Rob and Celeste Habiger created the Habiger Heritage Fund to honor their family’s K-State heritage.
Family is important to Rob and Celeste Habiger.
Rob’s roots stem from the Sudetenland of Europe and into the soil of Rice County, Kansas, where the Habigers settled as farmers. Both Rob’s grandfather, Francis Joseph, and father, Edwin Otto, graduated from Kansas State University. They cultivated the land and their rural community — establishing service as an essential part of the Habiger legacy. Rob and Celeste created the Habiger Heritage Fund to honor their family and further agriculture-related research within K-State’s Department of Physics in the College of Arts and Sciences.
They hope their gift harvests a global impact on agriculture, food and environmental sustainability.
“I’m really proud of my agricultural and educational heritage,” Rob said. “My grandfather earned his K-State degree in 1899 and my dad in 1930, when people typically assumed farmers didn’t need a college education. My brother, E. Francis Habiger graduated from KSU in 1962 in agriculture. My maternal grandmother attended college and my mother, Louise Habiger, and my sister, Sue Dahlsten, were both Bethany College graduates. My family always placed a high value on education.”
Rob’s dad and grandfather were educated farmers and active in the community, county, and school board. His grandfather was a Master Farmer and his dad was the chairman of the Rice County Soil Conservation District for 40 years. Edwin Habiger, Rob’s dad, built some of the first terraces in the county and was always looking for methods to improve the land.
Though Rob did not pursue the family business of farming, he did follow his father’s and grandfather’s footsteps to Kansas State University where he earned his Master of Science and doctorate in physics.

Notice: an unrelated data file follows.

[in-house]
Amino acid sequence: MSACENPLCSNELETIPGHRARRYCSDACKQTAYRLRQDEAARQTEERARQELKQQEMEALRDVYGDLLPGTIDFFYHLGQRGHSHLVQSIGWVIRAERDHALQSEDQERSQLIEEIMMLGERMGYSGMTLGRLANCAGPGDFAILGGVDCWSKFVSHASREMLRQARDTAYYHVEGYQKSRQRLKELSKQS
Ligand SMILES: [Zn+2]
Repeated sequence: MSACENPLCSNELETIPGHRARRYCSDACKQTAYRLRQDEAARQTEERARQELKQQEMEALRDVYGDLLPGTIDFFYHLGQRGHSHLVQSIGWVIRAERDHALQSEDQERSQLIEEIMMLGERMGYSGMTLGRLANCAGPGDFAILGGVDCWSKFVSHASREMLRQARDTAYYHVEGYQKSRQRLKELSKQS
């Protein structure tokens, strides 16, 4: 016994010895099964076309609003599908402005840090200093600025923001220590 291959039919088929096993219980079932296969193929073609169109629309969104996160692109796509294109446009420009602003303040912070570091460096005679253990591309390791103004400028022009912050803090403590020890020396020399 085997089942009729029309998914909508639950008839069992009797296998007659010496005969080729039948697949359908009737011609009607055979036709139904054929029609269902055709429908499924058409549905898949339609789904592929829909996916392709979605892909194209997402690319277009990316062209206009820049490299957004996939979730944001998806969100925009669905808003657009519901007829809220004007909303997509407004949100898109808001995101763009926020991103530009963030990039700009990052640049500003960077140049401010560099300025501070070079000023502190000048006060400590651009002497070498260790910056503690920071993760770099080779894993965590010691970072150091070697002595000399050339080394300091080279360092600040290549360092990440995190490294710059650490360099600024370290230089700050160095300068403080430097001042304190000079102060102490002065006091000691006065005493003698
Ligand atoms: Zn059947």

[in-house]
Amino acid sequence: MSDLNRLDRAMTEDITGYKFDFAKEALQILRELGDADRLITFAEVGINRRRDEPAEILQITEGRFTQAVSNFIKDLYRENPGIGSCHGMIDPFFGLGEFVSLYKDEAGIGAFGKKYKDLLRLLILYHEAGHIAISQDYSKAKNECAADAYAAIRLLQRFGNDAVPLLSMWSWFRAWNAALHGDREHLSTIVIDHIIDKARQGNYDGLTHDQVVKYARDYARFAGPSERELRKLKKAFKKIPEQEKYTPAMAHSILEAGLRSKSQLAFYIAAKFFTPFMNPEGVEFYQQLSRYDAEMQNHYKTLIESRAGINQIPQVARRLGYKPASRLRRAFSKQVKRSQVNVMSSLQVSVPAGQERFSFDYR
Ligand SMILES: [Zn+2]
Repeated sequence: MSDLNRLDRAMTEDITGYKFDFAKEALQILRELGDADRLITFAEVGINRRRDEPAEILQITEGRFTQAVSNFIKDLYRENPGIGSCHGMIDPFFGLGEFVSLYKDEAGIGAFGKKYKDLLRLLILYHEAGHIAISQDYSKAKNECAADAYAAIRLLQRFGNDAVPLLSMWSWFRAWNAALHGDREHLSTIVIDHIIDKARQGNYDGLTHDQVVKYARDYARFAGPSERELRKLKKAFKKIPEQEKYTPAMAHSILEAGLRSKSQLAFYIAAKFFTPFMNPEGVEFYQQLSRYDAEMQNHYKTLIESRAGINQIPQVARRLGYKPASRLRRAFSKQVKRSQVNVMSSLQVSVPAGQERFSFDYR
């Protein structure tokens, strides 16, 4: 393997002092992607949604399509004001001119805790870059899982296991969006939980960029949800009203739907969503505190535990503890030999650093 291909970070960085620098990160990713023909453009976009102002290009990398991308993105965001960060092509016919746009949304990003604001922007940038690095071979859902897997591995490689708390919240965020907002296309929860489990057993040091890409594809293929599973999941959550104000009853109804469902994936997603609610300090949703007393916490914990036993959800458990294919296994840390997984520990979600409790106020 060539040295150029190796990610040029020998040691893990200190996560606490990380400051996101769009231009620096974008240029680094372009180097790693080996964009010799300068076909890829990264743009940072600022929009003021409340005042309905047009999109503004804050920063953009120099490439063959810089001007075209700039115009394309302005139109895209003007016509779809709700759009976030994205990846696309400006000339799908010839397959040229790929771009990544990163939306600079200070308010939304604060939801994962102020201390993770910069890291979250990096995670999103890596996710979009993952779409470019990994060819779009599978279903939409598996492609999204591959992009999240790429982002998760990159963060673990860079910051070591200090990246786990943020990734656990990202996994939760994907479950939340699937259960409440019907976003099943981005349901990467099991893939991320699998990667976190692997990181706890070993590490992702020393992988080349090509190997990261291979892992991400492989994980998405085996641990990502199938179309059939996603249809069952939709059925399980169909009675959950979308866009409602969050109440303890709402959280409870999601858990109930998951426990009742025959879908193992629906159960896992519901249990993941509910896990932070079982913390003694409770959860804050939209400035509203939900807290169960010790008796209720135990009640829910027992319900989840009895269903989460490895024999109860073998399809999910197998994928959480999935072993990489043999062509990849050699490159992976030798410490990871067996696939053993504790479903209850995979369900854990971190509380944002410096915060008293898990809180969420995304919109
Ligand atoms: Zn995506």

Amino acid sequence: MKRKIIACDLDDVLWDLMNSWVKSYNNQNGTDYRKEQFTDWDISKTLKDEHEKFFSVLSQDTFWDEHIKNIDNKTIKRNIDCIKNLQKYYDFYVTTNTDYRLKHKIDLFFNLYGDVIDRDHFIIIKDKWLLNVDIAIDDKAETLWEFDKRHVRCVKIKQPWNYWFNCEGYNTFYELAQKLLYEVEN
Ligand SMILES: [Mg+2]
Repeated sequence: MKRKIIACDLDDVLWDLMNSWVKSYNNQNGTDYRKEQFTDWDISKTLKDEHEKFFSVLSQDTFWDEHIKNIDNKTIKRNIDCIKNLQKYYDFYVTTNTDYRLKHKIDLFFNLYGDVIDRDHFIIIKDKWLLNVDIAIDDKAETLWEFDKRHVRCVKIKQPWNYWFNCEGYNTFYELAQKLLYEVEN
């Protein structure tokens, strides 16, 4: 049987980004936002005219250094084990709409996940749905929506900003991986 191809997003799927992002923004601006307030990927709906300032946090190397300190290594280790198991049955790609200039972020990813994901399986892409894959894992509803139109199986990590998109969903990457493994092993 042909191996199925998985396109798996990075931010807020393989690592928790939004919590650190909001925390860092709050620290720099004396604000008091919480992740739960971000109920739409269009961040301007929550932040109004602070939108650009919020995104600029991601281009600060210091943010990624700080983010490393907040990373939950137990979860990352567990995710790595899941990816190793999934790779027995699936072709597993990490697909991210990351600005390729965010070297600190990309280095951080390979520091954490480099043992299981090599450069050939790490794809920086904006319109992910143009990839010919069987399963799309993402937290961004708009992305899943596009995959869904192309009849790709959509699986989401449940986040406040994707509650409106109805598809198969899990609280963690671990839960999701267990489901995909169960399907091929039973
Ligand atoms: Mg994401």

Growing up on the farm, he always wanted to understand how things worked and once made his own functional model of the family’s hay stacker. Combining physics and agriculture seemed right then and seems right now to Rob.
Celeste is from Galesburg, Illinois, born to parents who grew up on farms. Her church pastor suggested she attend Bethany College in Lindsborg, Kansas, where she met Rob. After they both received BA degrees from Bethany, they married and the Habigers began their life together spanning careers and continents. Celeste worked as a social worker while Rob was in graduate school and took continuing education courses at K-State.
After serving in the U.S. Air Force, Rob took up the family legacy and completed masters and Ph.D. degrees in physics at K-State. Rob’s subsequent international work as a geophysicist took him, Celeste and their family to Oklahoma, South Africa, Texas, Switzerland, and Colorado. In addition, Rob traveled throughout the Middle East, Asia, Europe, and South America. They met people who experienced food insecurity across cultures and people that relied upon both age-old farming practices and state-of-the-art agricultural innovations. The Habigers wanted to make a difference in the world that they had moved through over the years.
Both Rob and Celeste decided a gift to K-State was an investment that would make a world of difference.
Celeste gave stock she had purchased years ago as an in-kind gift to help students and researchers today. She knew that gifts of appreciated securities will also help her family save on taxes. Rob gave a percentage of his individual retirement account as a deferred gift. This way, neither K-State nor the Habiger children will have to pay taxes on that gift.
With the help of the KSU Foundation, the Habigers have created a good plan to boldly advance K-State and research into global food and sustainability.